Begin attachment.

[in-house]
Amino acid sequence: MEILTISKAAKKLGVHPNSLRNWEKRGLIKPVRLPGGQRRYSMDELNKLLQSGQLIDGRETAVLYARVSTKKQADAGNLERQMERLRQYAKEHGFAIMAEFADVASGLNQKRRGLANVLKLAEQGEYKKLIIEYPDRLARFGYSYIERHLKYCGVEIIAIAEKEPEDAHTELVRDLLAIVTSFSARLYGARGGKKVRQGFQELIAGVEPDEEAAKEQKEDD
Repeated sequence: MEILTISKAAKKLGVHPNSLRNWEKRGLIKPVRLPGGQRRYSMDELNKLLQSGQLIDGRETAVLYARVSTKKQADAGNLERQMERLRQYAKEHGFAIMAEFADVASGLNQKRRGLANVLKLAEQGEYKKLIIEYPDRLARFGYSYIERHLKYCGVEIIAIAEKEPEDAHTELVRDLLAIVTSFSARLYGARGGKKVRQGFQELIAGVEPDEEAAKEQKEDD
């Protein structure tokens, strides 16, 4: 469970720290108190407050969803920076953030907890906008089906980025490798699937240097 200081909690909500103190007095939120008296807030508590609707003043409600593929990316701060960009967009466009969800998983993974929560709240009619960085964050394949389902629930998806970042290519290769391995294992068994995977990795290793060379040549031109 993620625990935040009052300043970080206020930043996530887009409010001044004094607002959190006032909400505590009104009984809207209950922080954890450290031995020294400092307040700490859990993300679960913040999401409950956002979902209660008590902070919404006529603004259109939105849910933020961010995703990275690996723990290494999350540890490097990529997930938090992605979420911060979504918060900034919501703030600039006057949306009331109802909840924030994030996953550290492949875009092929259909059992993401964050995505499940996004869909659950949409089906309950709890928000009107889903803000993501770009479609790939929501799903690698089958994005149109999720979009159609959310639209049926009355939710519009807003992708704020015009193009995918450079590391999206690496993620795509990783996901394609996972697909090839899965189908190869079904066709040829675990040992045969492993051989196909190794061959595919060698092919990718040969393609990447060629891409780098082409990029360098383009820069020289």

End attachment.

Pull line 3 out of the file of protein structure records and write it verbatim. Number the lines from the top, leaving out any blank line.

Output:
Repeated sequence: MEILTISKAAKKLGVHPNSLRNWEKRGLIKPVRLPGGQRRYSMDELNKLLQSGQLIDGRETAVLYARVSTKKQADAGNLERQMERLRQYAKEHGFAIMAEFADVASGLNQKRRGLANVLKLAEQGEYKKLIIEYPDRLARFGYSYIERHLKYCGVEIIAIAEKEPEDAHTELVRDLLAIVTSFSARLYGARGGKKVRQGFQELIAGVEPDEEAAKEQKEDD